Sinusitis. One of the more frequent complaints among Americans is sinus problems. This problem is often generated by the common allergies from milk, wheat, ragweed, pollen and the irritation of air pollution. Many Americans develop sinus congestion or continuous sinus flow. Rhinitis is an inflammation of the nasal mucus membranes, which is related to sinusitis and also very common. Cayenne may be able to help. Researchers found that “painting” a capsaicin solution on the nasal membranes in the nose eventually was able to cure chronic rhinitis.[i] This medically supervised procedure may be uncomfortable, but it may also be worth the effort. As an alternative to painting your sinus regions with capsaicin ointment, try taking 2 capsules of cayenne powder with lunch and dinner.
A favorite herbalist’s remedy for sinusitis is to mix 1/4 teaspoon each of cayenne powder and garlic powder in with a bowl of hot chicken soup. Drink it down with gusto. Usually relieves the stuffy nose and sneezing.
Allergies. One of the most common symptoms in the world is upper respiratory allergic responses–sneezing, itchy eyes, runny or plugged up nose, wheezing and coughing. Cayenne may help. Capsicum acts as an antagonist to the kinins and tachykinins that trigger allergic and asthmatic responses. Take 2 capsules of 40,000 heat unit cayenne powder with lunch and dinner. Results should begin within a week.
Asthma. Asthma can be caused by poor diet (especially low intake of vitamin C and magnesium), stress, air pollution, overexertion in exercise, pollen, ragweed and food allergies. In some of these causes, cayenne can help. Capsaicin seems to be a potent antagonist to several compounds (kinins and tachykinins) which trigger bronchial constriction. The net effect is that regular consumption of cayenne or taking cayenne supplements may help to open the bronchial passageways for asthma sufferers. Take 1-2 capsules of cayenne powder with lunch and dinner. Dr. Jim Duke, a world-famous herbal specialist formerly with the United States Department of Agriculture, told a USA Today reporter that he cured an asthma attack while in the Costa Rican jungle by sipping a mixture of a pinch of dried cayenne pepper in a glass of hot chocolate.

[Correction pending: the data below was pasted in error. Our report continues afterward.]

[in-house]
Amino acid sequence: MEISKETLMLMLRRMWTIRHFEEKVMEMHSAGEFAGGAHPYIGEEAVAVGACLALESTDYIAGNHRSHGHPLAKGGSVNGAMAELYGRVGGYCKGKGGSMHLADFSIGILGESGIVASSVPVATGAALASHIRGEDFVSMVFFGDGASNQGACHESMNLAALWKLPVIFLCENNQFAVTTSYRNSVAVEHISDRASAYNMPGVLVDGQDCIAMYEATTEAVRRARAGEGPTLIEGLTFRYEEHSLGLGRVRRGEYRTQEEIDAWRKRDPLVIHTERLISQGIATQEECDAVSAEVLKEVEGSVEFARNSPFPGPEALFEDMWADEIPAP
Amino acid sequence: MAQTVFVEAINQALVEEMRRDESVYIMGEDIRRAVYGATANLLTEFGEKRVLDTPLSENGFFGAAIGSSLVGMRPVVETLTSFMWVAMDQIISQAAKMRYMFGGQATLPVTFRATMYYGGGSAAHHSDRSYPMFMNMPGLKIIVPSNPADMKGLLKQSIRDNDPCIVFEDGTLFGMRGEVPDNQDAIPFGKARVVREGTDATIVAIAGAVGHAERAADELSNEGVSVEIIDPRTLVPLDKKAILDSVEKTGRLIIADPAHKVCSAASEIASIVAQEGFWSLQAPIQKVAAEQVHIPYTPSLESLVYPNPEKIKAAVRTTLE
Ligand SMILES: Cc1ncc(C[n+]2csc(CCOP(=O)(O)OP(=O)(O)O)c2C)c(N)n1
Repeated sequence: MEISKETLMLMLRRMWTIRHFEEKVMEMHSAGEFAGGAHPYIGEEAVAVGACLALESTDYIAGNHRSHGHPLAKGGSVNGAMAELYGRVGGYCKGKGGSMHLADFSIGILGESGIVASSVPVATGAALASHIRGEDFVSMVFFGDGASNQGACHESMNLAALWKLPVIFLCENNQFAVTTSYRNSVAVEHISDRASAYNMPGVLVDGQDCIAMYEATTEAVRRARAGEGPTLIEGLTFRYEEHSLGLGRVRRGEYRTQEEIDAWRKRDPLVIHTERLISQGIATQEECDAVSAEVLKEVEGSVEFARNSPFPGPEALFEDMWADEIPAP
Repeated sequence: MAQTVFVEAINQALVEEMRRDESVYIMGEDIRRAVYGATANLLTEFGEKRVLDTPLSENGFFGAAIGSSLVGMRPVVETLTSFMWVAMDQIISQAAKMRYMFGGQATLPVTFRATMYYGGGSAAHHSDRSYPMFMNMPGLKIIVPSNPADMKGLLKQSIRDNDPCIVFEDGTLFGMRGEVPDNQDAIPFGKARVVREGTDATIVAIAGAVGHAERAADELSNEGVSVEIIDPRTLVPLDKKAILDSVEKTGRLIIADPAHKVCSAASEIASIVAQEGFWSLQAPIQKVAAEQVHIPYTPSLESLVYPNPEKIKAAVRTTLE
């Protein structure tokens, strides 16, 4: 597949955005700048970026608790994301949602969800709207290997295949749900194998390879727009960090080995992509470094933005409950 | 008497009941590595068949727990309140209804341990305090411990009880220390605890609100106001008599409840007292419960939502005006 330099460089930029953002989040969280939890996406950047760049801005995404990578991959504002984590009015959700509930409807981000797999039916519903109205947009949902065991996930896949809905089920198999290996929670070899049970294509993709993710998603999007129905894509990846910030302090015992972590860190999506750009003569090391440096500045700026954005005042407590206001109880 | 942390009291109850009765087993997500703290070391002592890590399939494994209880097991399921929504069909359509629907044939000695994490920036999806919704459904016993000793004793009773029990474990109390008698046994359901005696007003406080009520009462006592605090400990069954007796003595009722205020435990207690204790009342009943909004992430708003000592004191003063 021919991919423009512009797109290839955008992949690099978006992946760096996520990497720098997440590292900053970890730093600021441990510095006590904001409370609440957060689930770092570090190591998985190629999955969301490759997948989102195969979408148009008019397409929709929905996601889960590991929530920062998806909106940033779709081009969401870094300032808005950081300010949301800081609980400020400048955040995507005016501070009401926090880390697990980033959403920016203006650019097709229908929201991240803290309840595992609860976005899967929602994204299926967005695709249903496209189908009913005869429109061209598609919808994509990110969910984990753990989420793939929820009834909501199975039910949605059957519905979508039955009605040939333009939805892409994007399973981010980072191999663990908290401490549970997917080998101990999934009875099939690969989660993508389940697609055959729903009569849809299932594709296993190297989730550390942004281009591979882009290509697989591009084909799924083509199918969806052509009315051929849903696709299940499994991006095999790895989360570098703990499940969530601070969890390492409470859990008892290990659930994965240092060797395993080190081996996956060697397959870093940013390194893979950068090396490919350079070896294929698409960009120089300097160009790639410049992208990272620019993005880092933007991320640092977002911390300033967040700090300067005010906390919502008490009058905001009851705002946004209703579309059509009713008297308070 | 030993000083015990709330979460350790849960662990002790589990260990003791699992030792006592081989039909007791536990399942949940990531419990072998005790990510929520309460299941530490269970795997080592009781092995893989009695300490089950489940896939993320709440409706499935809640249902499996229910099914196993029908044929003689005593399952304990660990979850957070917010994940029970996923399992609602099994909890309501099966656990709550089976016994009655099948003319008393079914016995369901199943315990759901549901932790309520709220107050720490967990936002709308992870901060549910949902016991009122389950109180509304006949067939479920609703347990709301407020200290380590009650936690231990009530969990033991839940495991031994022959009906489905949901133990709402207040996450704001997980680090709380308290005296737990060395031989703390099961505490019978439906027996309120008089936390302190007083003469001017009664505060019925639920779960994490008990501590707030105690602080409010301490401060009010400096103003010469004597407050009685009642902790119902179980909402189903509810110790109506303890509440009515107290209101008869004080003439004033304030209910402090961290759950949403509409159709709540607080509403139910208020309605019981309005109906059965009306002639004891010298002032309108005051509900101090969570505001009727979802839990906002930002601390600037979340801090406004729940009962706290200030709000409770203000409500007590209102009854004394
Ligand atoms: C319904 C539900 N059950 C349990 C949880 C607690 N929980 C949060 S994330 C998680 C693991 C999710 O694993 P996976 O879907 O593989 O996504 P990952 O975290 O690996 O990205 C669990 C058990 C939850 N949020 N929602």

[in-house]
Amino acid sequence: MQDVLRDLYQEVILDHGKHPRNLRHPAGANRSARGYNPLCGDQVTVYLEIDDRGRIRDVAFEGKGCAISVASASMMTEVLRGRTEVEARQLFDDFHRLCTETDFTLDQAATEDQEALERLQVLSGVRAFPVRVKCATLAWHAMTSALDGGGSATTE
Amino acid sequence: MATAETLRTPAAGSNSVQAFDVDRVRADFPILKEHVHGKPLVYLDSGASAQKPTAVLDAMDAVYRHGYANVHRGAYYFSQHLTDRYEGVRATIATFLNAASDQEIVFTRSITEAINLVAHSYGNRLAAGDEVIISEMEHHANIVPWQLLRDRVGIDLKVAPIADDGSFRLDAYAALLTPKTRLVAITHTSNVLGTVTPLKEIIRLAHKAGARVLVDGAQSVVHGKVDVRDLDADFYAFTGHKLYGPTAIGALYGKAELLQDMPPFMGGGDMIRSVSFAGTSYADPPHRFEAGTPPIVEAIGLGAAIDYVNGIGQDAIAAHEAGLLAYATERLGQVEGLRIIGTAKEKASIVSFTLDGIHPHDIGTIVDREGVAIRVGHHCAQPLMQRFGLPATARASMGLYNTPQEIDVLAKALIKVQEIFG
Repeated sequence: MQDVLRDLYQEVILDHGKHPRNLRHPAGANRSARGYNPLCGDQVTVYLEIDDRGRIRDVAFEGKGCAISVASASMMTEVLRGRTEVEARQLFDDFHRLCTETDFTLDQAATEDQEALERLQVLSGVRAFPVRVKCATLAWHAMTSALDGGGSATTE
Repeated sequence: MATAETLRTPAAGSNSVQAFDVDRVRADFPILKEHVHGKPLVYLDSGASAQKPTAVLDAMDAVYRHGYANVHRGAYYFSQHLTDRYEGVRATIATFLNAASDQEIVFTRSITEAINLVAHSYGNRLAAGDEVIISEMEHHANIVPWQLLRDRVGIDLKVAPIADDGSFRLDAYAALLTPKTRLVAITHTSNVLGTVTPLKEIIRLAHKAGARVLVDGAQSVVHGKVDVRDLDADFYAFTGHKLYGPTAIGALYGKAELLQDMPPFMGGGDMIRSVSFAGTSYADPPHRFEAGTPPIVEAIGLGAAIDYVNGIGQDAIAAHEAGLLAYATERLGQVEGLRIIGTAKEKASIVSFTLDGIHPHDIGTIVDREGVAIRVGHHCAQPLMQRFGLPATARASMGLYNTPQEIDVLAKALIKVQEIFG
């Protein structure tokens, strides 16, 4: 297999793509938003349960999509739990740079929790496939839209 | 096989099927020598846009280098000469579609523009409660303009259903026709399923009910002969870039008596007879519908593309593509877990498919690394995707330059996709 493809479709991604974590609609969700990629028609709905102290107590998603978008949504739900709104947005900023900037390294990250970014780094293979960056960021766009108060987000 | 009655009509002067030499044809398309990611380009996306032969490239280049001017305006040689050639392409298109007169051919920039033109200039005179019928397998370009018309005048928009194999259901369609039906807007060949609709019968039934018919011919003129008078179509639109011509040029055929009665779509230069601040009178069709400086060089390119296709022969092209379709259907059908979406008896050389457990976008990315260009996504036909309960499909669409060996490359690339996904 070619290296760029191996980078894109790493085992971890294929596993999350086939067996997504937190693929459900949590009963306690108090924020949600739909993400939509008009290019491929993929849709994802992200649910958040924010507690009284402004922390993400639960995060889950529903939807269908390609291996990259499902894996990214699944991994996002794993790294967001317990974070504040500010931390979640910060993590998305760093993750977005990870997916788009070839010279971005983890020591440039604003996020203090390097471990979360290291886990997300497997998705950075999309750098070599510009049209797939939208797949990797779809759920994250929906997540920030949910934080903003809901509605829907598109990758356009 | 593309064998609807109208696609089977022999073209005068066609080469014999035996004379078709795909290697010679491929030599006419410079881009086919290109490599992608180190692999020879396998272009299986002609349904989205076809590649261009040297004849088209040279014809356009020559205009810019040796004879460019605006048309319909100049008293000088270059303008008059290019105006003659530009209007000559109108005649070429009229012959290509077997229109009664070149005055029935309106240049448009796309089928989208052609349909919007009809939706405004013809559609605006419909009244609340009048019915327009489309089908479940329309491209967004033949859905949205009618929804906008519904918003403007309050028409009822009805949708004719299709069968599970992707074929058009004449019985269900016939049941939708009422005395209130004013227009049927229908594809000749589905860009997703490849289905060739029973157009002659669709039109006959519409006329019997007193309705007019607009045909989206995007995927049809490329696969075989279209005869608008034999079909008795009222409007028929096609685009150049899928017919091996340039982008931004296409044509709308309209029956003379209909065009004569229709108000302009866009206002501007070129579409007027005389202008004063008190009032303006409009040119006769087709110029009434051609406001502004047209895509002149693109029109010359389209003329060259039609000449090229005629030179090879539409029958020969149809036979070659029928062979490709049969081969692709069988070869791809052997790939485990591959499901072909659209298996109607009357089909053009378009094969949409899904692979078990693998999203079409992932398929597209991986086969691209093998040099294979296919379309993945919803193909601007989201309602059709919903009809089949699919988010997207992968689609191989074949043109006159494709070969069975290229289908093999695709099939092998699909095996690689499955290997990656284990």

Colds and flu. If you add up all the amazing effects that cayenne has on the body, it becomes obvious why cayenne has been used for centuries to shorten the severity and duration of colds. Cayenne increases the flow of mucus, which washes away the invading viruses. Cayenne dilates blood vessels to speed the delivery of healing immune factors to the site of infection. As a “beginners” approach to using cayenne for your cold, take 2 capsules of at least 40,000 heat unit cayenne powder with lunch and dinner. For the more advanced followers of cayenne, make a hot tea to gargle with: into 1 cup of warm water mix 2 capsules of 40,000+ heat unit cayenne powder. Swish this fluid around your mouth and gargle. If its too painful, then try half the cayenne powder. Do this 1-3 times daily to help shorten the severity and duration of your colds. Take cayenne supplements and eat cayenne daily to help prevent colds. These cold remedies can be found in your kitchen.
Cough. With its stimulating effect and mild irritation on the mucus membranes, cayenne helps the body to expell whatever is creating the cough. DO NOT breath cayenne powder. Using hot chilis or cayenne capsules will provide support (called an expectorant) in helping the lungs to expel dust, viruses and debris. Dr. Jane Guiltinan of Bastyr University in Seattle has found good success for relieving coughs by mixing: 1 teaspoon of salt, 1/4 teaspoon of cayenne powder and the juice of a half lemon in 4 ounces of warm water. Gargle with this solution as long as you can tolerate it, then spit it out. Do not swallow.
Pleurisy. This condition involves the inflammation of the lining of the lungs. Cayenne is a stimulant and vasodilator that may help this condition. Do not inhale cayenne powder, but rather take 2 capsules of cayenne powder (40,000 heat units or higher) with lunch and dinner.
You can also use a time-tested herbalist’s favorite rub for speeding the relief of pleurisy. Mix equal parts of powdered cayenne pepper, lobelia herb and slippery elm bark into a small amount of cod liver oil (all found at your health food store). Use just enough cod liver oil to form a thick paste like Vaseline jelly. Apply this paste to the affected region of the chest every 3 hours, then cover with plastic wrap, then a clean flannel cloth. Be sure to wash your hands afterwards.
Sore throat. With the stimulating effects of cayenne, it has been found to be a valuable component to reduce the severity and duration of sore throats. Mix 1-2 capsules of cayenne powder (40,000 heat units or higher) in 1 cup of warm water. Swish in your mouth and gargle, but do not swallow. If this preparation is too hot to tolerate, then cut the cayenne in half and try again.